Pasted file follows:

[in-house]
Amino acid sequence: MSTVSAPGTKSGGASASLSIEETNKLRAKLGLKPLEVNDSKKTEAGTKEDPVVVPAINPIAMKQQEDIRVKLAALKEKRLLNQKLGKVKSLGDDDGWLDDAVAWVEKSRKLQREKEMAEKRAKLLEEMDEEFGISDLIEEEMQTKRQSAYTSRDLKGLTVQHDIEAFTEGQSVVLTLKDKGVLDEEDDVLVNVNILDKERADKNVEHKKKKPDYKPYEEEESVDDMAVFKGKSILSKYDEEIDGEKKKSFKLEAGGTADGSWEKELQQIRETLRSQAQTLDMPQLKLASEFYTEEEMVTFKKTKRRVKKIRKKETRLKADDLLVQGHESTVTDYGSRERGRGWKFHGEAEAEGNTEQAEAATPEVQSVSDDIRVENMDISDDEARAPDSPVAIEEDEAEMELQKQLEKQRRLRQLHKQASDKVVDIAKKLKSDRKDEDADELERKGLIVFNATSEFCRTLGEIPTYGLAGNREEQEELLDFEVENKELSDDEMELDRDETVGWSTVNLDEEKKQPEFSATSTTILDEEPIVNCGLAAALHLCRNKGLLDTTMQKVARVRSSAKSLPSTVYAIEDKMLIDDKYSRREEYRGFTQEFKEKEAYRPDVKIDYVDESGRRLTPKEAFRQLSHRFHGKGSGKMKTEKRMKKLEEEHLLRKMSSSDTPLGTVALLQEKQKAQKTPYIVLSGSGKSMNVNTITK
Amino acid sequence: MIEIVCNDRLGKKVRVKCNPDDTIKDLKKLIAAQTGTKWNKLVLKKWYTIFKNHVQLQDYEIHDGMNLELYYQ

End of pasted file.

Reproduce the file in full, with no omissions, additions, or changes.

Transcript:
[in-house]
Amino acid sequence: MSTVSAPGTKSGGASASLSIEETNKLRAKLGLKPLEVNDSKKTEAGTKEDPVVVPAINPIAMKQQEDIRVKLAALKEKRLLNQKLGKVKSLGDDDGWLDDAVAWVEKSRKLQREKEMAEKRAKLLEEMDEEFGISDLIEEEMQTKRQSAYTSRDLKGLTVQHDIEAFTEGQSVVLTLKDKGVLDEEDDVLVNVNILDKERADKNVEHKKKKPDYKPYEEEESVDDMAVFKGKSILSKYDEEIDGEKKKSFKLEAGGTADGSWEKELQQIRETLRSQAQTLDMPQLKLASEFYTEEEMVTFKKTKRRVKKIRKKETRLKADDLLVQGHESTVTDYGSRERGRGWKFHGEAEAEGNTEQAEAATPEVQSVSDDIRVENMDISDDEARAPDSPVAIEEDEAEMELQKQLEKQRRLRQLHKQASDKVVDIAKKLKSDRKDEDADELERKGLIVFNATSEFCRTLGEIPTYGLAGNREEQEELLDFEVENKELSDDEMELDRDETVGWSTVNLDEEKKQPEFSATSTTILDEEPIVNCGLAAALHLCRNKGLLDTTMQKVARVRSSAKSLPSTVYAIEDKMLIDDKYSRREEYRGFTQEFKEKEAYRPDVKIDYVDESGRRLTPKEAFRQLSHRFHGKGSGKMKTEKRMKKLEEEHLLRKMSSSDTPLGTVALLQEKQKAQKTPYIVLSGSGKSMNVNTITK
Amino acid sequence: MIEIVCNDRLGKKVRVKCNPDDTIKDLKKLIAAQTGTKWNKLVLKKWYTIFKNHVQLQDYEIHDGMNLELYYQ